“The average length of stay for stopover visitors in April year-to-date 2024 was 6.6 nights. Notably, visitors from Africa had the longest stays, averaging 10.6 nights, followed by those from the Caribbean and Europe.

“Our hotels, particularly those in Nassau/Paradise Island, have performed exceptionally well. Occupancies remain strong, as do revenues. For instance, the average daily rate (ADR) in March 2024 reached $592.06, a significant increase from previous years. This reflects both the high demand for quality accommodations and the premium that visitors are willing to pay for the unparalleled Bahamian experience.”

Mr Cooper said the Ministry of Tourism is “working tremendously hard to grow that cruise spend number by deploying strategies to increase the number of guests disembarking, improving numbers of tours and deploying strategies like the smart city initiative” in Nassau with the direct impact of tourist spending estimated at $6bn.

Elsewhere, the deputy prime minister said the Budget process will approve a $125m loan from Saudi Arabia’s development fund that will finance airport upgrades throughout The Bahamas. The loan, he added, has a concessional 2.5 percent interest rate attached and is to be paid back over 25 years, with no repayments for five years.

The same terms and conditions are also attached to a $10m Saudi loan financing the Tourism and Development Corporation’s business incubation centres. “These funds will support loans and grants for entrepreneurs, fostering new business ventures and job creation across our islands,” Mr Cooper said.

“I am proud to have helped negotiate those loan terms along with the Ministry of Finance. In fact, the Saudis have been great friends to us and will help us with our Family Island airport renaissance project.”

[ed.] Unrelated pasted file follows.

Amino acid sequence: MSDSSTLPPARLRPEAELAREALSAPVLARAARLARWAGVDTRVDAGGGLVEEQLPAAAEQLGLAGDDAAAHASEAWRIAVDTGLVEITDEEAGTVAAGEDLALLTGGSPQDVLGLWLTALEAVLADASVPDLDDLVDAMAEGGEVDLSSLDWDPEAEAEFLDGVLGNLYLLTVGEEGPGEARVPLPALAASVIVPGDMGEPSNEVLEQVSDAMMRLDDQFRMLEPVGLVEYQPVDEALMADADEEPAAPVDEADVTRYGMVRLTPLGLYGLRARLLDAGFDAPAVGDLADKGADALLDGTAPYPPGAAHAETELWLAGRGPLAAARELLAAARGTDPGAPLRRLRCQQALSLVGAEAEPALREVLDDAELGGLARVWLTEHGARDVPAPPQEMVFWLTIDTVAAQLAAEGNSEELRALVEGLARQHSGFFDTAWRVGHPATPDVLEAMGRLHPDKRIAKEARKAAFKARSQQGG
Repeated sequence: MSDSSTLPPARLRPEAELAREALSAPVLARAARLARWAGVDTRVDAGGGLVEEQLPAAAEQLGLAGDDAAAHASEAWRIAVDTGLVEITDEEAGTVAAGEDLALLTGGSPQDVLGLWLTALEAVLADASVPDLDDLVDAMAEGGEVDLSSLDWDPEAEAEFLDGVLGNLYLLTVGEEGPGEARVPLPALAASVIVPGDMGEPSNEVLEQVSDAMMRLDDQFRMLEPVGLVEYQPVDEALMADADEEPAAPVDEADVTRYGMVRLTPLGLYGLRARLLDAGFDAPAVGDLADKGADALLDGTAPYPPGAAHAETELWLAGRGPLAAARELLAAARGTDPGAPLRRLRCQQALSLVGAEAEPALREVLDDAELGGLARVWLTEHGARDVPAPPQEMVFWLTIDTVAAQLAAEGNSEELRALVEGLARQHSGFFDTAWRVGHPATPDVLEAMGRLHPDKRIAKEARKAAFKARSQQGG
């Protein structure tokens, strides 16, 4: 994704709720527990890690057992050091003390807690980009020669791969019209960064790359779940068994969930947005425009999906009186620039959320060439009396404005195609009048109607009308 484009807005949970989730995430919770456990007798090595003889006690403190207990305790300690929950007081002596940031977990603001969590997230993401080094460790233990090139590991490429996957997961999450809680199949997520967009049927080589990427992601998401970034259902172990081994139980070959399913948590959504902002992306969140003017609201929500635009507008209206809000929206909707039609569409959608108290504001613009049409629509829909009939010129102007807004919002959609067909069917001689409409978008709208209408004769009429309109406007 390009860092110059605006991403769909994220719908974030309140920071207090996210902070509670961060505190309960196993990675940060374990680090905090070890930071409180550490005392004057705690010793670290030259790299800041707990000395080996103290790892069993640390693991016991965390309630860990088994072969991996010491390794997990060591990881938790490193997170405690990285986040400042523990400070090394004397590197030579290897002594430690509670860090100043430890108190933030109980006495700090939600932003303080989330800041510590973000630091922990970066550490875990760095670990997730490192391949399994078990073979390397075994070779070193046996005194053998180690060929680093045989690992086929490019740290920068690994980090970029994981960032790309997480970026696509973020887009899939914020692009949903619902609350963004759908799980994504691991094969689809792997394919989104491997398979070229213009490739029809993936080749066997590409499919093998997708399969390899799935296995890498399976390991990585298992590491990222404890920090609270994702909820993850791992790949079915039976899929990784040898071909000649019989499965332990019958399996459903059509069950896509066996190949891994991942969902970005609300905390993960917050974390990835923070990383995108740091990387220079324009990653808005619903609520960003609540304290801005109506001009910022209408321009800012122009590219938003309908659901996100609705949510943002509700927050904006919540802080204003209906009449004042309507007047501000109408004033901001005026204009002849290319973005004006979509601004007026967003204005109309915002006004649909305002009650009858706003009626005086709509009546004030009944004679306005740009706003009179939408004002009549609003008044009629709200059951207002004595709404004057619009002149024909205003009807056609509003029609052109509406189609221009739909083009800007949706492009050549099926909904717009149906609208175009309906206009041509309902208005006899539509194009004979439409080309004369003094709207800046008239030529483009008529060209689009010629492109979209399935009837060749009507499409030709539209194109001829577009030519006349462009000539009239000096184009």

As for investment, Mr Cooper added: “I want to send a strong message to investors everywhere. When we give concessions we do so to advance economic growth and empowerment for Bahamians. When we give concessions, when we forego taxes we become partners. 

“It is our expectation that you live up to your obligations and treat us like the partners that we are. The model must be a win-win proposition for the Bahamian people.”


moncurcool says...

> “Grand Bahama and Abaco continue to
> lead the way in the increase in
> arrivals by air with 7 percent and
> 15.5 percent respectively. The Berry Islands, in particular, have seen an
> impressive 13.3 percent rise in
> arrivals.” However, much of the growth
> in visitor numbers is fueled by cruise
> passengers, who spend around $100 in
> the destination compared to the $2,800
> by stopover visitors.

This is the statement that brings reality to all Cooper is saying. On paste to get 12m, only the reality is that probably 11m will be cruise ship passengers, of whom 6 m will probably never get off the boat in The Bahamas.

The reality does not line up with all the talk.

Is this trickling down to the average persons?

Posted 13 June 2024, 1:41 p.m. Suggest removal

carltonr61 says...